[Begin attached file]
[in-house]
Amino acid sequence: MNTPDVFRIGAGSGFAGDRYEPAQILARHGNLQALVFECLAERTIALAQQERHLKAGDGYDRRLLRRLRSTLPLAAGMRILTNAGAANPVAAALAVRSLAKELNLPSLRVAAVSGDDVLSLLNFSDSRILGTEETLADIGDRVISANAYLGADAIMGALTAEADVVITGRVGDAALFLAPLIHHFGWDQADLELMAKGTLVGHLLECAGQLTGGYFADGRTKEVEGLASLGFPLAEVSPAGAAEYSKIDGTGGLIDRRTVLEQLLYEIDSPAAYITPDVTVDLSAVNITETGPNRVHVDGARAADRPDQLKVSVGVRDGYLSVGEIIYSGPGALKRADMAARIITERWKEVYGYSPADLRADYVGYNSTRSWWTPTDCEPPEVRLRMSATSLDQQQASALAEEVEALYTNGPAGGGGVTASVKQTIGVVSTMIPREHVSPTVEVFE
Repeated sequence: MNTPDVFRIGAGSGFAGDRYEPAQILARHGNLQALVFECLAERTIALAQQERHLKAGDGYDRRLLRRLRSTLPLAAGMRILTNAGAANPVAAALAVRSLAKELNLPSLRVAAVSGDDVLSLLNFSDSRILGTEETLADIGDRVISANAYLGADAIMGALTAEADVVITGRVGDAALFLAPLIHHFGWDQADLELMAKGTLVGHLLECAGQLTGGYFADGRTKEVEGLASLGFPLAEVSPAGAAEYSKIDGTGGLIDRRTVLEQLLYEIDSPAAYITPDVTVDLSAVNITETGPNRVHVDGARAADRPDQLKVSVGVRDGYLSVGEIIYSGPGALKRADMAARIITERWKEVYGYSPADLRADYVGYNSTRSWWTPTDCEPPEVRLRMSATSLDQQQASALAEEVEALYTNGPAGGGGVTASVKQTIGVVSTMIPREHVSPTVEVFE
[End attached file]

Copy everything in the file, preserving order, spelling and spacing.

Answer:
[in-house]
Amino acid sequence: MNTPDVFRIGAGSGFAGDRYEPAQILARHGNLQALVFECLAERTIALAQQERHLKAGDGYDRRLLRRLRSTLPLAAGMRILTNAGAANPVAAALAVRSLAKELNLPSLRVAAVSGDDVLSLLNFSDSRILGTEETLADIGDRVISANAYLGADAIMGALTAEADVVITGRVGDAALFLAPLIHHFGWDQADLELMAKGTLVGHLLECAGQLTGGYFADGRTKEVEGLASLGFPLAEVSPAGAAEYSKIDGTGGLIDRRTVLEQLLYEIDSPAAYITPDVTVDLSAVNITETGPNRVHVDGARAADRPDQLKVSVGVRDGYLSVGEIIYSGPGALKRADMAARIITERWKEVYGYSPADLRADYVGYNSTRSWWTPTDCEPPEVRLRMSATSLDQQQASALAEEVEALYTNGPAGGGGVTASVKQTIGVVSTMIPREHVSPTVEVFE
Repeated sequence: MNTPDVFRIGAGSGFAGDRYEPAQILARHGNLQALVFECLAERTIALAQQERHLKAGDGYDRRLLRRLRSTLPLAAGMRILTNAGAANPVAAALAVRSLAKELNLPSLRVAAVSGDDVLSLLNFSDSRILGTEETLADIGDRVISANAYLGADAIMGALTAEADVVITGRVGDAALFLAPLIHHFGWDQADLELMAKGTLVGHLLECAGQLTGGYFADGRTKEVEGLASLGFPLAEVSPAGAAEYSKIDGTGGLIDRRTVLEQLLYEIDSPAAYITPDVTVDLSAVNITETGPNRVHVDGARAADRPDQLKVSVGVRDGYLSVGEIIYSGPGALKRADMAARIITERWKEVYGYSPADLRADYVGYNSTRSWWTPTDCEPPEVRLRMSATSLDQQQASALAEEVEALYTNGPAGGGGVTASVKQTIGVVSTMIPREHVSPTVEVFE